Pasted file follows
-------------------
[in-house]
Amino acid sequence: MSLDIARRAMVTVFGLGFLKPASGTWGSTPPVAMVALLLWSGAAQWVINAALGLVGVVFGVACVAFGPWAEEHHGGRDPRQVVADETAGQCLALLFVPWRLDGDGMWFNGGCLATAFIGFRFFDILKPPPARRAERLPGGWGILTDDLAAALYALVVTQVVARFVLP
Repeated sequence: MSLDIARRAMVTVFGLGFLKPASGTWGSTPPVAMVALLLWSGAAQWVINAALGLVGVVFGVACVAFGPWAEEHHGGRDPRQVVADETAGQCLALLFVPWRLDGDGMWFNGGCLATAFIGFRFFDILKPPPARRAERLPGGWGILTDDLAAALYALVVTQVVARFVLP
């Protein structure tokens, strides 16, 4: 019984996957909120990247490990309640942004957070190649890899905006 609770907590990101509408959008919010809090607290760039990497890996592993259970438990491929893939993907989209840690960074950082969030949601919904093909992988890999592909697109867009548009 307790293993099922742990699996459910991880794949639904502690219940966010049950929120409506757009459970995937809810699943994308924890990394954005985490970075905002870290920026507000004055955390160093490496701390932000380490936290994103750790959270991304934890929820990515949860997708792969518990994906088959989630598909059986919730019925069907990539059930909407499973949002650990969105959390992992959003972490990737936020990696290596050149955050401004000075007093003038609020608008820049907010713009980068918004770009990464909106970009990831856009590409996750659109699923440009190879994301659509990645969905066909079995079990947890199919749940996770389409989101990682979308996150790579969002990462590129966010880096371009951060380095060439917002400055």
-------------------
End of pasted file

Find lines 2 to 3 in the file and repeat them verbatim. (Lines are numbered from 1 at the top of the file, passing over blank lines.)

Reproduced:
Amino acid sequence: MSLDIARRAMVTVFGLGFLKPASGTWGSTPPVAMVALLLWSGAAQWVINAALGLVGVVFGVACVAFGPWAEEHHGGRDPRQVVADETAGQCLALLFVPWRLDGDGMWFNGGCLATAFIGFRFFDILKPPPARRAERLPGGWGILTDDLAAALYALVVTQVVARFVLP
Repeated sequence: MSLDIARRAMVTVFGLGFLKPASGTWGSTPPVAMVALLLWSGAAQWVINAALGLVGVVFGVACVAFGPWAEEHHGGRDPRQVVADETAGQCLALLFVPWRLDGDGMWFNGGCLATAFIGFRFFDILKPPPARRAERLPGGWGILTDDLAAALYALVVTQVVARFVLP